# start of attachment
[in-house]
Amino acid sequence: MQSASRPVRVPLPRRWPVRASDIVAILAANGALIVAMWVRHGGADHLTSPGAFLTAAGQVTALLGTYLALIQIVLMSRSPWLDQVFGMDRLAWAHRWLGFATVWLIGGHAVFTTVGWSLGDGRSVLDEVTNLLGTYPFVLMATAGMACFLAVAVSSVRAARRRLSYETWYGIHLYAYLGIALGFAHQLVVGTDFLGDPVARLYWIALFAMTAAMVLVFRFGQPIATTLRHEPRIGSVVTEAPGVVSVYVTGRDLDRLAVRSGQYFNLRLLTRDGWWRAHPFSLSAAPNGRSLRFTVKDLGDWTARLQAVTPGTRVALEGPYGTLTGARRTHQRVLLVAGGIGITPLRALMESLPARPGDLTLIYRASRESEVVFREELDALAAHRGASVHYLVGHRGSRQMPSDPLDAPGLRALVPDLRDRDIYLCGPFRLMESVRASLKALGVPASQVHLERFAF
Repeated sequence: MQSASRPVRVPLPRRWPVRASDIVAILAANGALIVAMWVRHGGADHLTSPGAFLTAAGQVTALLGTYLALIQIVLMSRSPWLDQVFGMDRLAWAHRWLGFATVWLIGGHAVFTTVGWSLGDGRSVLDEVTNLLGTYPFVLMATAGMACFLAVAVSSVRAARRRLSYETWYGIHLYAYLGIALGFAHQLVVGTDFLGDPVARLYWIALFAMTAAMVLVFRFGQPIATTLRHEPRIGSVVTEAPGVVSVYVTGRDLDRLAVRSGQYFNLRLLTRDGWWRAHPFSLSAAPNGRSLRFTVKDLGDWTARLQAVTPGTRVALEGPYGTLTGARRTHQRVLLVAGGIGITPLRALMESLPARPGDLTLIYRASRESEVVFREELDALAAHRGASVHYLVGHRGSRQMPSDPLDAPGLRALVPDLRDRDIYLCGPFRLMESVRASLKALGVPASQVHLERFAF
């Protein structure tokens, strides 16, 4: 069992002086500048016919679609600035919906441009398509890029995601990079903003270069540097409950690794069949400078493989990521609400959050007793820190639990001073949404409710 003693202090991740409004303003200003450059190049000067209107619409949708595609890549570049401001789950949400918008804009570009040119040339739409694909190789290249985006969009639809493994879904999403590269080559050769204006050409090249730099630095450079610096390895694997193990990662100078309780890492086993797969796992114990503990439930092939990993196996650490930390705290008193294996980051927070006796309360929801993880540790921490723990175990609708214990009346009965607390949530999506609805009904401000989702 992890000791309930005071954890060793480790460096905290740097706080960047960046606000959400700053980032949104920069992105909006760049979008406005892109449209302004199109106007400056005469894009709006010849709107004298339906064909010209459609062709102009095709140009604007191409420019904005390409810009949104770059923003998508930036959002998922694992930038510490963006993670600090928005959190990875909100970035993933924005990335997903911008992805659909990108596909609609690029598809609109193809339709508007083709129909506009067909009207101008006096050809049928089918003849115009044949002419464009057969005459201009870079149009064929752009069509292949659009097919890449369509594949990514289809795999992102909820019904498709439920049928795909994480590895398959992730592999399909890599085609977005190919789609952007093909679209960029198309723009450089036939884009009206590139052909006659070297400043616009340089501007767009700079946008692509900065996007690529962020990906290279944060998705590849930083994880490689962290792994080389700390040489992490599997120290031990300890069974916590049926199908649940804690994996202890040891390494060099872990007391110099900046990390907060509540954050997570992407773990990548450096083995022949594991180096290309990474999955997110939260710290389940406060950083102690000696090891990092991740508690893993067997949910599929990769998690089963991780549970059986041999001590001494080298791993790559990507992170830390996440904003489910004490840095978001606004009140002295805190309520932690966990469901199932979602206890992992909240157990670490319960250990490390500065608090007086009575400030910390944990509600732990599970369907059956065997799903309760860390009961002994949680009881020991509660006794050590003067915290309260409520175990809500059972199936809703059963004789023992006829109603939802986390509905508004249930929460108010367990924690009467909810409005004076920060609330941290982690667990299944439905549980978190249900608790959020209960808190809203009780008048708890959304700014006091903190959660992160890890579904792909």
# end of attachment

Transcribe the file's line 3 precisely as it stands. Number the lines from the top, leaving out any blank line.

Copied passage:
Repeated sequence: MQSASRPVRVPLPRRWPVRASDIVAILAANGALIVAMWVRHGGADHLTSPGAFLTAAGQVTALLGTYLALIQIVLMSRSPWLDQVFGMDRLAWAHRWLGFATVWLIGGHAVFTTVGWSLGDGRSVLDEVTNLLGTYPFVLMATAGMACFLAVAVSSVRAARRRLSYETWYGIHLYAYLGIALGFAHQLVVGTDFLGDPVARLYWIALFAMTAAMVLVFRFGQPIATTLRHEPRIGSVVTEAPGVVSVYVTGRDLDRLAVRSGQYFNLRLLTRDGWWRAHPFSLSAAPNGRSLRFTVKDLGDWTARLQAVTPGTRVALEGPYGTLTGARRTHQRVLLVAGGIGITPLRALMESLPARPGDLTLIYRASRESEVVFREELDALAAHRGASVHYLVGHRGSRQMPSDPLDAPGLRALVPDLRDRDIYLCGPFRLMESVRASLKALGVPASQVHLERFAF